Following a test, 20% of Gitlab employees are having a phishing attack

Phishing or phishing is a well-known technique in the cybercrime industry.

It's literally classic of the genre, which allows the malicious cyber to collect information about unwary Internet users.

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Information that can often be sensitive or confidential. These include login credentials or any data that allows authentication of a particular person during any connection. This technique and often used through messaging tools whose users of digital services tend to use the most. This could be, for example, the email, which alone constitutes a large majority of phishing campaigns. It could also be classic messaging apps such as Messenger or Whatsapp, or simply SMS.

To succeed, the cybercriminal will send a message in order to attract the user to a fake website. The trap message usually relates to a common theme such as the covid-19 we live in today, or are focused around games that will allow the targeted person to earn money. If, for example, the latter lacks vigilance, and clicks on the link proposed in the messages that it receives, it will be written to a site that is managed by cyber-prisoners. They will take the opportunity to ask them to fill out forms that will then allow them to retrieve the information they are interested in. Stan Adkens, noted: "Phishing attacks are designed to steal identifiers or trick the recipient into downloading or executing dangerous attachments. It is a technique used by fraudsters to make the victim believe that he or she is talking to a trusted third party. »

For those of interest to us in this story, it is simply note that GitLab tends to perform phishing tests on its employees every quarter. But each time, the result gives the impression that it is virtually impossible to eradicate this phenomenon. The company's last test was last week. In this phishing campaign, the company's goal was to target certain employees to obtain certain information such as gitlab.com identifiers. The teams were tested by e-mails received in a rush that looked like a completely normal commercial communication campaign. And of course some got caught up in the game.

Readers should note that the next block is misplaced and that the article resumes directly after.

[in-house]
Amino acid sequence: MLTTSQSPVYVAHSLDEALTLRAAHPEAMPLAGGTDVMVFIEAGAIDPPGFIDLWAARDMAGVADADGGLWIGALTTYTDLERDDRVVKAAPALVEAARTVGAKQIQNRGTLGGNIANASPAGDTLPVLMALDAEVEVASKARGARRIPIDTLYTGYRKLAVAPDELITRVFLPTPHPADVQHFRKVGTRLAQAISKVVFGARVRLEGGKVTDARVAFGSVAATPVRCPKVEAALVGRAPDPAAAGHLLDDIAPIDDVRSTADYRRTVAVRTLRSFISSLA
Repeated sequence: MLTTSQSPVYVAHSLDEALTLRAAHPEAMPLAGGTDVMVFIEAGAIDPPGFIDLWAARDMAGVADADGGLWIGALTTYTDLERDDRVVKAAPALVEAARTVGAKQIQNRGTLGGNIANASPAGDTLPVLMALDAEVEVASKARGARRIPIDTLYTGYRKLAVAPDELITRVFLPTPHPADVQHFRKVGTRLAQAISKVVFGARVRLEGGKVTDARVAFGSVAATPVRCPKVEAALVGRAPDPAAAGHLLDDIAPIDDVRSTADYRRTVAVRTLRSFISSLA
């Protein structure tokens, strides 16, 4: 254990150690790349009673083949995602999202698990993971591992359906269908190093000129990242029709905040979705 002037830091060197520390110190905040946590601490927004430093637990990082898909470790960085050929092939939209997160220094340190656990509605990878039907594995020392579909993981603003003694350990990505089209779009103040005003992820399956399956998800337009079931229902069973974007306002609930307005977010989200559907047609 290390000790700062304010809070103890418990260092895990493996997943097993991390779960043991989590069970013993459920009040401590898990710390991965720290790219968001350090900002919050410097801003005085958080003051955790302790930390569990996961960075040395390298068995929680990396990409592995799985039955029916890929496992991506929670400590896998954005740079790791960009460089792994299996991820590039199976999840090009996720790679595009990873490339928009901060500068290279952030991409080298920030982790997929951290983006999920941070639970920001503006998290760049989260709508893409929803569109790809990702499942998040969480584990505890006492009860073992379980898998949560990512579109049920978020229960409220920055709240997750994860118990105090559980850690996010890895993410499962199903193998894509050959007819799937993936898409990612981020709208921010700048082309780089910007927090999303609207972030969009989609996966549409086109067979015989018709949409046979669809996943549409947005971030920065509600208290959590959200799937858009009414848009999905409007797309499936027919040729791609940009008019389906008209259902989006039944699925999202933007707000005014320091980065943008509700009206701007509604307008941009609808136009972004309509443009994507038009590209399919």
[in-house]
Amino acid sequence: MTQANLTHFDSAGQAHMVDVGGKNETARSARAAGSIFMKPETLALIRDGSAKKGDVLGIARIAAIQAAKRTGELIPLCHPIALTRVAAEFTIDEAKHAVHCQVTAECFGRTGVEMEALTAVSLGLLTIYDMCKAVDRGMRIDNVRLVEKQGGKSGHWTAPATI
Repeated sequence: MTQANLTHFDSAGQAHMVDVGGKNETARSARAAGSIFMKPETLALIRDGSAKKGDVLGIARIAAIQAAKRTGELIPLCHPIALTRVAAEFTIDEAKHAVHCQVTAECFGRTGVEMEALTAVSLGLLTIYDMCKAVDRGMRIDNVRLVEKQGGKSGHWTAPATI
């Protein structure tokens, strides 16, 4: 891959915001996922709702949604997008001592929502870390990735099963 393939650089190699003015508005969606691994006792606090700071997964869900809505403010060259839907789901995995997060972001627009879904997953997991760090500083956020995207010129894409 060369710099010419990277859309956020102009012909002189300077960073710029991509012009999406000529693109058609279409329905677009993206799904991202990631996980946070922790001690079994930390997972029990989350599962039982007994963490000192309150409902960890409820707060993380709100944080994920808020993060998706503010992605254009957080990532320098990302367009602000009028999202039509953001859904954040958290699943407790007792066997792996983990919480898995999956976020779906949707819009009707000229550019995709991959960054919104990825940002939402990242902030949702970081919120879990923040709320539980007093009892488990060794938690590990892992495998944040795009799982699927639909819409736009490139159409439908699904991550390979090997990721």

The company has meant an important fact, the goal is not at all to punish people who do not follow digital hygiene measures properly, but in a sense to make them aware, to show them that the fault comes largely from them, in order to get them back on the right path. It goes with the security of the company together.

The phishing simulation did not take into account some details, what is the additional defense, including multi-factor authentication. The test team has put the GitLab.company domain online. They used G Suite to dump corrupt emails. The services and domain name used in this context have been configured with SSL configuration to give the image to the mails as legitimate emails from the company. GitLab pointed out that such infrastructure can be set up by a free and effortless cybermal.

Of the fifty employees targeted in this test, 17 were caught by the trap. Unfortunately, they clicked on the proposed link. As a result of this act they were automatically redirected to a manual designed by GitLab to raise awareness against phishing. Victims will then be encouraged to take training courses or solicit the security team to provide some recommendations so that this does not happen again. In addition, 6 of the targeted people automatically reported the mail as malicious after receiving it. Their intuition on the matter was the right one.

GitLab's example on this test highlights a certain fact. Phishing is always something difficult to fight, to see eradicated. Chris Rothe, the founder and product manager of Red Canary, a threat detection company, noted a little bit: "Phishing is a great example of something that can't be totally prevented (…) Because e-mail is an essential business function, it must be optimized for its commercial function and not for security in most cases. There are many strategies that IT teams can use to reduce the number of successful phishing attacks – blocking emails, counting and analyzing attachments, awareness training – but there is no 100% solution."

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